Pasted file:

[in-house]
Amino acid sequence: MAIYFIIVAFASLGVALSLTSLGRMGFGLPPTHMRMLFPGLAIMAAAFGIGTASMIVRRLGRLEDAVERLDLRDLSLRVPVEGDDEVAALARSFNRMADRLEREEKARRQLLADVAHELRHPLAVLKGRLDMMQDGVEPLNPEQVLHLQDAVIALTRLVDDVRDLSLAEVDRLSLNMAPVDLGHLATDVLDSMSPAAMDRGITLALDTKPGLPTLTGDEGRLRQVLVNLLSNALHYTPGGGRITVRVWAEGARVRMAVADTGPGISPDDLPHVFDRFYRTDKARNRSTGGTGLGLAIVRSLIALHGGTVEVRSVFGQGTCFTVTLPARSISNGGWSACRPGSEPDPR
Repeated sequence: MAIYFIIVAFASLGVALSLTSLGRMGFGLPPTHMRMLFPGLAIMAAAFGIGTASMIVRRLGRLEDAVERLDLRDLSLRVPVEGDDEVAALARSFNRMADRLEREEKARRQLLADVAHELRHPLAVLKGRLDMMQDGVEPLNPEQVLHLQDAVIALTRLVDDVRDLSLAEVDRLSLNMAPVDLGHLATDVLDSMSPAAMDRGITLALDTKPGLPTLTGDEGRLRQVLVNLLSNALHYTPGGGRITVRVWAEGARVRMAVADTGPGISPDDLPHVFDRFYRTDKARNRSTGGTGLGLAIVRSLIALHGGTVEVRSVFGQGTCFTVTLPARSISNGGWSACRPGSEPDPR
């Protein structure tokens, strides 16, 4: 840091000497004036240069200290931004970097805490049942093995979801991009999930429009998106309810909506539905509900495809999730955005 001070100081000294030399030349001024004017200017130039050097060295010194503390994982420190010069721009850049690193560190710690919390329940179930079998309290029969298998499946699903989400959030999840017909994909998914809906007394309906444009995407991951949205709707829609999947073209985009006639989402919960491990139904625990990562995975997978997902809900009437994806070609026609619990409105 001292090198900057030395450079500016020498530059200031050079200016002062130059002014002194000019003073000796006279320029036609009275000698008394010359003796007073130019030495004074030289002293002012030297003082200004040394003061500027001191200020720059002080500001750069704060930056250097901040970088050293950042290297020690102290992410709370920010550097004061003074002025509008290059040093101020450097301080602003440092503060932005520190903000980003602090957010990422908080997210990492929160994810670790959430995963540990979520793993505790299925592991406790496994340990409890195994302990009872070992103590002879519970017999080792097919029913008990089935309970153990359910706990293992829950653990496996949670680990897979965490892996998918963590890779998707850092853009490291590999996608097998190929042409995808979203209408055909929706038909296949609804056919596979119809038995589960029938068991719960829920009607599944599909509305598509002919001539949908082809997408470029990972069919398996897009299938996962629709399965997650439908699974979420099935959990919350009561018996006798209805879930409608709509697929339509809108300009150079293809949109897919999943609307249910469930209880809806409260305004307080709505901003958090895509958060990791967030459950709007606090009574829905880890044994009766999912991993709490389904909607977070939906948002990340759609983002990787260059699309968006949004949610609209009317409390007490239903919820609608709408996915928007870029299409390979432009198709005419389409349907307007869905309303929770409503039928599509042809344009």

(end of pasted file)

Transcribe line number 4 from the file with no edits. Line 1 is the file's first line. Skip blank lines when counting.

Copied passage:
């Protein structure tokens, strides 16, 4: 840091000497004036240069200290931004970097805490049942093995979801991009999930429009998106309810909506539905509900495809999730955005 001070100081000294030399030349001024004017200017130039050097060295010194503390994982420190010069721009850049690193560190710690919390329940179930079998309290029969298998499946699903989400959030999840017909994909998914809906007394309906444009995407991951949205709707829609999947073209985009006639989402919960491990139904625990990562995975997978997902809900009437994806070609026609619990409105 001292090198900057030395450079500016020498530059200031050079200016002062130059002014002194000019003073000796006279320029036609009275000698008394010359003796007073130019030495004074030289002293002012030297003082200004040394003061500027001191200020720059002080500001750069704060930056250097901040970088050293950042290297020690102290992410709370920010550097004061003074002025509008290059040093101020450097301080602003440092503060932005520190903000980003602090957010990422908080997210990492929160994810670790959430995963540990979520793993505790299925592991406790496994340990409890195994302990009872070992103590002879519970017999080792097919029913008990089935309970153990359910706990293992829950653990496996949670680990897979965490892996998918963590890779998707850092853009490291590999996608097998190929042409995808979203209408055909929706038909296949609804056919596979119809038995589960029938068991719960829920009607599944599909509305598509002919001539949908082809997408470029990972069919398996897009299938996962629709399965997650439908699974979420099935959990919350009561018996006798209805879930409608709509697929339509809108300009150079293809949109897919999943609307249910469930209880809806409260305004307080709505901003958090895509958060990791967030459950709007606090009574829905880890044994009766999912991993709490389904909607977070939906948002990340759609983002990787260059699309968006949004949610609209009317409390007490239903919820609608709408996915928007870029299409390979432009198709005419389409349907307007869905309303929770409503039928599509042809344009």